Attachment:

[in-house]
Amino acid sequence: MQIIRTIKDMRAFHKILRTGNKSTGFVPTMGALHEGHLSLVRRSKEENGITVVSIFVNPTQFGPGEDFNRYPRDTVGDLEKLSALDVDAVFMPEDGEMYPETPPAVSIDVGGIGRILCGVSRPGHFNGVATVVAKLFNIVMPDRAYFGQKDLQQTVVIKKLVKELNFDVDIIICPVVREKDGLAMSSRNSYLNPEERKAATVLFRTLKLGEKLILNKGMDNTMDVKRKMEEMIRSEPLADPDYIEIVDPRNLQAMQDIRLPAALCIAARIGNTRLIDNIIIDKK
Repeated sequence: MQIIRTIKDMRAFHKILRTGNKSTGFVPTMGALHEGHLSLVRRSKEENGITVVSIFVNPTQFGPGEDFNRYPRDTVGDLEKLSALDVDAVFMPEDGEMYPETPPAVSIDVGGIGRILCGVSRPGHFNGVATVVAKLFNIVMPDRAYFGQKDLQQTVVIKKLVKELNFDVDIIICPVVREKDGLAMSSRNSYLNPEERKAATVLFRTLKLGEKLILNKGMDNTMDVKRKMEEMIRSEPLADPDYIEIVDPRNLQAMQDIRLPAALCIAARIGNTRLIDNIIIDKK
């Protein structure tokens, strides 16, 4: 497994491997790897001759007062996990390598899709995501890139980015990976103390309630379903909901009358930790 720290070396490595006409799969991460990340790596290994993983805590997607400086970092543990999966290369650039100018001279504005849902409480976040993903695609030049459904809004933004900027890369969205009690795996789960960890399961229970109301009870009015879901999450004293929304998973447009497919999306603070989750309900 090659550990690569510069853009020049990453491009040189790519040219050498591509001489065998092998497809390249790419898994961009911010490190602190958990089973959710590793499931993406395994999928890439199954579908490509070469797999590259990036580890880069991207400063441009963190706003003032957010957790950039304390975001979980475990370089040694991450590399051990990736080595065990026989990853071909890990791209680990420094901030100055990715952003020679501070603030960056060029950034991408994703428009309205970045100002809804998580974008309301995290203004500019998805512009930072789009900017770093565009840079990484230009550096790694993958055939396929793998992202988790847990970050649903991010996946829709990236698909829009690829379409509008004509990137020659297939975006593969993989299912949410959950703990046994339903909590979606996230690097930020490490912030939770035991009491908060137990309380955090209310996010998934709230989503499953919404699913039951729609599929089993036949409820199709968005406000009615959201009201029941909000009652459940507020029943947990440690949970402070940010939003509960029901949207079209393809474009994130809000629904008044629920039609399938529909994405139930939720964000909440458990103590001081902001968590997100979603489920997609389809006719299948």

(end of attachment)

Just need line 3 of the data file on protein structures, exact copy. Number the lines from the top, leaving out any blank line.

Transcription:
Repeated sequence: MQIIRTIKDMRAFHKILRTGNKSTGFVPTMGALHEGHLSLVRRSKEENGITVVSIFVNPTQFGPGEDFNRYPRDTVGDLEKLSALDVDAVFMPEDGEMYPETPPAVSIDVGGIGRILCGVSRPGHFNGVATVVAKLFNIVMPDRAYFGQKDLQQTVVIKKLVKELNFDVDIIICPVVREKDGLAMSSRNSYLNPEERKAATVLFRTLKLGEKLILNKGMDNTMDVKRKMEEMIRSEPLADPDYIEIVDPRNLQAMQDIRLPAALCIAARIGNTRLIDNIIIDKK